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Wednesday
Sep142016

Making the Most of Your Massage - How to Extend the Benefits

A massage works in wonderful ways, easing stress and pain, calming the nervous system, increasing circulation, loosening tight muscles, stimulating internal organs, and enhancing skin. The multiplicity of physiological responses sends a simple, clear message to the mind: Massage feels good. Of course, you want to hold on to that just-had-a-massage feeling -- total body relaxation, muscles relaxed and at ease, and fluid movement restored -- for as long as possible. 

But how long that bliss lasts depends on the state of your body. If you're suffering from chronic pain or recovering from injury, then it may take more sessions before optimal health is restored. 

If massage is part of your regular health regimen, then it's more likely the effects will endure. In other words, the effects of massage are cumulative, like any healthy habit. The more often you get a massage, the greater and longer-lasting the benefits. 


Massage Frequency
How often you receive massage depends on why you're seeking massage. In dealing with the general tension of the daily commute, computer work, and time demands, a monthly massage may be enough to sustain you. On the other hand, if you're seeking massage for chronic pain, you may need regular treatments every week or two. Or if you're addressing an acute injury or dealing with high levels of stress, you may need more frequent sessions. Your situation will dictate the optimum time between treatments, and I can work with you to determine the best course of action.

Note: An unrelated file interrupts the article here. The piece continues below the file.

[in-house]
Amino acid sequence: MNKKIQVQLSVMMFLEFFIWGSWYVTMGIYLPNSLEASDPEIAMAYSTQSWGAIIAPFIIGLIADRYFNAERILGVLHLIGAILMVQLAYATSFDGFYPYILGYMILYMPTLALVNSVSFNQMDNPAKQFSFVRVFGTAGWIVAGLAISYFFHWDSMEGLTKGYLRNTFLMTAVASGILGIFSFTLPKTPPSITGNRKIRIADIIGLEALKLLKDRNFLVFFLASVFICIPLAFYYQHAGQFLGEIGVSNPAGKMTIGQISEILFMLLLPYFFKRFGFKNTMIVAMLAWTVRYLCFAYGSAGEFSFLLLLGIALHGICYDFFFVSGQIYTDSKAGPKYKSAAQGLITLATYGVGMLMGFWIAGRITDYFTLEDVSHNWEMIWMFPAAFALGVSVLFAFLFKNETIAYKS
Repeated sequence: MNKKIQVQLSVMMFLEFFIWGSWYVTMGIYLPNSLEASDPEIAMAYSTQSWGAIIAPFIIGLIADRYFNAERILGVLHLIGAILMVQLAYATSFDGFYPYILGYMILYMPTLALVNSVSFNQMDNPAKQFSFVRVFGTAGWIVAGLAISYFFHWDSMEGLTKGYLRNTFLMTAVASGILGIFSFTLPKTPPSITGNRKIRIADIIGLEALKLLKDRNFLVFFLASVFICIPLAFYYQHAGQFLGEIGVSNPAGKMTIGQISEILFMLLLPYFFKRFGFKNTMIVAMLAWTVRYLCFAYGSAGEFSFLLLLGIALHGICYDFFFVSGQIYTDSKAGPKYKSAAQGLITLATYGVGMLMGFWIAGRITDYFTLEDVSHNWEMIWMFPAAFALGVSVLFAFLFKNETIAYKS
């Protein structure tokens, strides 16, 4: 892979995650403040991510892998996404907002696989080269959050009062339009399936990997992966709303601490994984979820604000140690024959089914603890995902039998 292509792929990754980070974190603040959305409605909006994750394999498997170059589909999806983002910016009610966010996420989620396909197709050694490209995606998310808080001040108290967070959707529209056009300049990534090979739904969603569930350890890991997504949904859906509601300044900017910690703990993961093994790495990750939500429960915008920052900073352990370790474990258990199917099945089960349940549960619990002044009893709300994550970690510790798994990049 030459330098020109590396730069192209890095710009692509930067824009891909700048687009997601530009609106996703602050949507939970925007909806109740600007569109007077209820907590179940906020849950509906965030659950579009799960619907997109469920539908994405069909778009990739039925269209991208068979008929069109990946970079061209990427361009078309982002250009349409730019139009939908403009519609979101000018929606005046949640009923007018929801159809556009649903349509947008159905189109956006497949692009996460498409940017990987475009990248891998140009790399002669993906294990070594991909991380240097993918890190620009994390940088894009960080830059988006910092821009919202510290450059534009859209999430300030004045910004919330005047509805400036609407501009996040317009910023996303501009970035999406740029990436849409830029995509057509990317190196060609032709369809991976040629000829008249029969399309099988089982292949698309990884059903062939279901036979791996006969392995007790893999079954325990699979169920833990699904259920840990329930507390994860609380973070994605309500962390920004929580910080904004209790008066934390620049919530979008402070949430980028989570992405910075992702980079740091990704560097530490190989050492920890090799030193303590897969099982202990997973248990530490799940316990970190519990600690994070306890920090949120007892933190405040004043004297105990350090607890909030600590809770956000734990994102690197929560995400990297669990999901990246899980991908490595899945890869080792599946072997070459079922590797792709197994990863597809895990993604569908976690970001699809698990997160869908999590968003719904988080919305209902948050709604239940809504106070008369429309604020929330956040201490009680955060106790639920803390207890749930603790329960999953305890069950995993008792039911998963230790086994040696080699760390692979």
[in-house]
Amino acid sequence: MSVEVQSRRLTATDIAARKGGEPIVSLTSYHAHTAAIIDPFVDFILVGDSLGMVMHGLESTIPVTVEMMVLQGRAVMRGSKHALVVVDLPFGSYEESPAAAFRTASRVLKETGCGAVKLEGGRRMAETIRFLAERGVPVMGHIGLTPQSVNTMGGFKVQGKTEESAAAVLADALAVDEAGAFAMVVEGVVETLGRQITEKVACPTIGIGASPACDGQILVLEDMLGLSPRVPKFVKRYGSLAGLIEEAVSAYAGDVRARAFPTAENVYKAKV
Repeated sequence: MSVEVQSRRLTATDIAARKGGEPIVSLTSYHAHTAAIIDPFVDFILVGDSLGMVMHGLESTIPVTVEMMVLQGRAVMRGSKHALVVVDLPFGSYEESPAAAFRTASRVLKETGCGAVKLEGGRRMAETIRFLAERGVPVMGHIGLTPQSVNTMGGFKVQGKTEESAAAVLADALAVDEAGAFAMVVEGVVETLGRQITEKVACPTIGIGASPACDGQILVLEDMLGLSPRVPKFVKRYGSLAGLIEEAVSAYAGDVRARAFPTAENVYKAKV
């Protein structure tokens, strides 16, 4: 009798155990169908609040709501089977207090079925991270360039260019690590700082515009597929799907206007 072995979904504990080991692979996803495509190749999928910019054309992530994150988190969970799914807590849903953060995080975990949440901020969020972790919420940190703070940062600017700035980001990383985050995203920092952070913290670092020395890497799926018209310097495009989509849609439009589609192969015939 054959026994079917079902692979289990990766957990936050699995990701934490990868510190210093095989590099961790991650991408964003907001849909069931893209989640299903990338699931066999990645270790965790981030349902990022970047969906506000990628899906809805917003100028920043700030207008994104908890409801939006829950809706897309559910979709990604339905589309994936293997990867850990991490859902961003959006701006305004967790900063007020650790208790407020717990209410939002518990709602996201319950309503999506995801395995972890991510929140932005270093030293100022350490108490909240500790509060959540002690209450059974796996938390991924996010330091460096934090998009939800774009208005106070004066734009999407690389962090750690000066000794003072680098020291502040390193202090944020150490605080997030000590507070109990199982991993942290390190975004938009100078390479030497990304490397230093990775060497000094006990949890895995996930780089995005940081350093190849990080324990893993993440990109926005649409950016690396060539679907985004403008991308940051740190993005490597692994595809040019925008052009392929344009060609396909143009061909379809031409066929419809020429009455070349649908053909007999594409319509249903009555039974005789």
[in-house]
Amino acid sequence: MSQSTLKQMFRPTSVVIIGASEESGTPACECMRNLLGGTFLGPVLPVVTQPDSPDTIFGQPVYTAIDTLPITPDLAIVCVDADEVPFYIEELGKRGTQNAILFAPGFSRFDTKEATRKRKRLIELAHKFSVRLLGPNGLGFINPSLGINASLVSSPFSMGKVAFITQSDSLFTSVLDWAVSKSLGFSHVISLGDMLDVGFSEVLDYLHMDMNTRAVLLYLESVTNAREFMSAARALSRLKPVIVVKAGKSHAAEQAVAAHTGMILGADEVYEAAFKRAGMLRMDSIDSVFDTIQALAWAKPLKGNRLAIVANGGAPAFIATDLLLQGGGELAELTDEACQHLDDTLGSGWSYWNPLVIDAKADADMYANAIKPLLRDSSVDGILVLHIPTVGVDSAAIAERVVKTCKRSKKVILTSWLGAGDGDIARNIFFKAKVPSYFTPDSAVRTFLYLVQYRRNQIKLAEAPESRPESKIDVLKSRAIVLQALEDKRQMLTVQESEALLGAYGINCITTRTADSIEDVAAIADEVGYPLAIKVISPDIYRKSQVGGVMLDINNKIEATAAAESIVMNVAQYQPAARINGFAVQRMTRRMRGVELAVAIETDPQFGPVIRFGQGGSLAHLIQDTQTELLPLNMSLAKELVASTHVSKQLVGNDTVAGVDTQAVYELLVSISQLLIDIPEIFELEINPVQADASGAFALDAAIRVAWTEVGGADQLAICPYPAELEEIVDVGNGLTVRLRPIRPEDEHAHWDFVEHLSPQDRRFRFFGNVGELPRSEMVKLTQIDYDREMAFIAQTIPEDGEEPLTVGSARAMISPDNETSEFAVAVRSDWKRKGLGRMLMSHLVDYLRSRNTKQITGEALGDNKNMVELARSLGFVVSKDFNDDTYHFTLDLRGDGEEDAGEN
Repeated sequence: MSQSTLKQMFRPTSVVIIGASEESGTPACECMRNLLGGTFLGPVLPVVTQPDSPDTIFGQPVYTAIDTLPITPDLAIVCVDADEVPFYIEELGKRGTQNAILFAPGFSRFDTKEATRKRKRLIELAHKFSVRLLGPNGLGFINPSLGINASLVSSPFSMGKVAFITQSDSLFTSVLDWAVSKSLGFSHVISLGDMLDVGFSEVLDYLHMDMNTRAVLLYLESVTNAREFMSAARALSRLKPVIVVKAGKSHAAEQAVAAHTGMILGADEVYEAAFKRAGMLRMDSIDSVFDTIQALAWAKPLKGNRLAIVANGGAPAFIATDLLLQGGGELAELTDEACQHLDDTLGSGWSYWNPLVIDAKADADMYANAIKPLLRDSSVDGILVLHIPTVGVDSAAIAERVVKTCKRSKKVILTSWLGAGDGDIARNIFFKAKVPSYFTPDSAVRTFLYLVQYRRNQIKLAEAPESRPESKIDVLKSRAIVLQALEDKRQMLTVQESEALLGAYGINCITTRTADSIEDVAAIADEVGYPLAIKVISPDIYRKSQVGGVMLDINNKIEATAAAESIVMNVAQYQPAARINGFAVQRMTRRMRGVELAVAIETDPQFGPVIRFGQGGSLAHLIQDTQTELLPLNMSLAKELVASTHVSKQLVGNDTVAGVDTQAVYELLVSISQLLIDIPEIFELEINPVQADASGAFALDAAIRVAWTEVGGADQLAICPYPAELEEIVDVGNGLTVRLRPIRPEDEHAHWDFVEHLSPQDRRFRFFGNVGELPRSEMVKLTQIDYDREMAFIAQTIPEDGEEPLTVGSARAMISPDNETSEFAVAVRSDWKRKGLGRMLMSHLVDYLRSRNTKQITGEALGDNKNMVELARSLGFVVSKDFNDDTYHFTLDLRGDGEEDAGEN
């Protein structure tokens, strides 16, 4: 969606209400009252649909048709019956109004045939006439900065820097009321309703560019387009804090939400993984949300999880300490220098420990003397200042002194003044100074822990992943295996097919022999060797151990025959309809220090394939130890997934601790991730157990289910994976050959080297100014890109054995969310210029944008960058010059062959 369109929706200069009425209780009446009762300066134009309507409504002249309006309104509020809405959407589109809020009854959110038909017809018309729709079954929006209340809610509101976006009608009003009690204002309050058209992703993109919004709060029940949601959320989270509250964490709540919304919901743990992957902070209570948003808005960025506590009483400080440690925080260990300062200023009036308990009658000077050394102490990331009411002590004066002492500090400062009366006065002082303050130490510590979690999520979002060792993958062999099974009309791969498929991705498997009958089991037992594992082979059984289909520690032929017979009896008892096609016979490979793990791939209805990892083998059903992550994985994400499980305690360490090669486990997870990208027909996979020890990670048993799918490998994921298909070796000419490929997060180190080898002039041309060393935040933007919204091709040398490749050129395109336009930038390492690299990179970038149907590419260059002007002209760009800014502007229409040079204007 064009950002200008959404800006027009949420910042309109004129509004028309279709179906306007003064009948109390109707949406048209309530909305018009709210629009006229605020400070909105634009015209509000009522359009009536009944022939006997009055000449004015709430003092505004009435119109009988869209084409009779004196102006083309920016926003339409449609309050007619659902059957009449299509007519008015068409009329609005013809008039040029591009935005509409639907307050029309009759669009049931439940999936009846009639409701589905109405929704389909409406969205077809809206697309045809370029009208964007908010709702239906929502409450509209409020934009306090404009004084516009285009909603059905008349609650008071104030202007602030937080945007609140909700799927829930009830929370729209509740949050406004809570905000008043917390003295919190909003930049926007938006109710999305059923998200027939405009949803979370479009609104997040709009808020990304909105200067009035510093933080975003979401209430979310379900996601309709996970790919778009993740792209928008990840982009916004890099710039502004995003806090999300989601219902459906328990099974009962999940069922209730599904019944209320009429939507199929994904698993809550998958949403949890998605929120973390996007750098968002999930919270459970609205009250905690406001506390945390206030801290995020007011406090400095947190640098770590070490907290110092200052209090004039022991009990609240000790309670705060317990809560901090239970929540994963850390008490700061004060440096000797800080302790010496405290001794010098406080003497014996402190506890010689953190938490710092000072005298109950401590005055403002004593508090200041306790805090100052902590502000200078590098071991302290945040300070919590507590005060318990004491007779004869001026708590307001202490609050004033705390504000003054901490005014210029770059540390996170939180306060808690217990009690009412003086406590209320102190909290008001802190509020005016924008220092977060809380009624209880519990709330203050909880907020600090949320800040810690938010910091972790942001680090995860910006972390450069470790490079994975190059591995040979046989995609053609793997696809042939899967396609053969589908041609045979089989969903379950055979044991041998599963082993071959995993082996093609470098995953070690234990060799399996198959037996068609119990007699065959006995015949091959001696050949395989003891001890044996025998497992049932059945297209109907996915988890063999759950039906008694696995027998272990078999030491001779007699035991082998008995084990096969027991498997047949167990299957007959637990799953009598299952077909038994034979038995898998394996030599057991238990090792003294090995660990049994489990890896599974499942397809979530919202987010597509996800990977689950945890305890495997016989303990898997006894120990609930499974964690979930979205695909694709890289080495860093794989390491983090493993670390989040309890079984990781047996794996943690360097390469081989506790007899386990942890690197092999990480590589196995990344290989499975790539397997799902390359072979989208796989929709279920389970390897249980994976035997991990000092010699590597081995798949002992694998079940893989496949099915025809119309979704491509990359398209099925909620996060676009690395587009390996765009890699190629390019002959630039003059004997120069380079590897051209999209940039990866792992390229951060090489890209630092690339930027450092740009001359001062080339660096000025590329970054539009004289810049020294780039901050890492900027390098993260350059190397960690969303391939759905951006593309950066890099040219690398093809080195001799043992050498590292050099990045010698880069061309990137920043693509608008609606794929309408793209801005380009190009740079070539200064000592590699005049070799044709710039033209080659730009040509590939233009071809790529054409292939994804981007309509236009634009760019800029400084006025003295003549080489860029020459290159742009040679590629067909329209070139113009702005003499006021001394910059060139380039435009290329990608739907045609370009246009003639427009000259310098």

In general, "regular" is preferable, but how regular depends on your situation. While daily massage would be delightful, practical considerations such as cost, time, and physical need likely determine the frequency of treatments. It is best to maintain a schedule, that way the body becomes conditioned and prepared for session at specific intervals.


Maintenance
Whether you get a massage weekly, monthly, or just every once in a while, the following habits can maximize and extend the benefits of treatment. 

Stretching
One helpful habit is stretching between massages to maintain joint mobility and prevent muscles from tightening up again. This may mean doing yoga or other specific or full-body stretches.

Exercise
Working out can also help maintain the benefits of massage, and this habit should be continually cultivated. However, if you're receiving massage therapy to help speed muscle strain recovery, you may need to ease up on the exercise for a while and give the body time to heal -- particularly if you're recovering from a strenuous body-pummeling training regimen. You don't want to over-work your body.  That is, if running is taking a toll, try something more gentle and meditative such as swimming, walking, or tai chi.

Body Awareness
After a massage, respect how your body feels. If your body seems to ask for rest, give in to that demand. This may mean backing off the to-do list, taking it easy, moving slower, and perhaps doing less for a while. And don't allow yourself to get fatigued because it will undermine the effects of massage. Get sufficient sleep to allow the body to absorb the effects and regain vitality. 

The benefits of massage are many, including: increasing circulation, allowing the body to pump more oxygen and nutrients throughout the body; stimulating lymph flow and boosting immunity; relaxing overused or tight muscles; increasing joint mobility and range of motion; reducing recovery time after strenuous workouts or surgery; and relieving back pain and migraines, just to name a few.

After receiving a massage, you may feel rejuvenated, relaxed, and refreshed. By opting for a few lifestyle choices, you can extend these benefits and get the most out of your massage.

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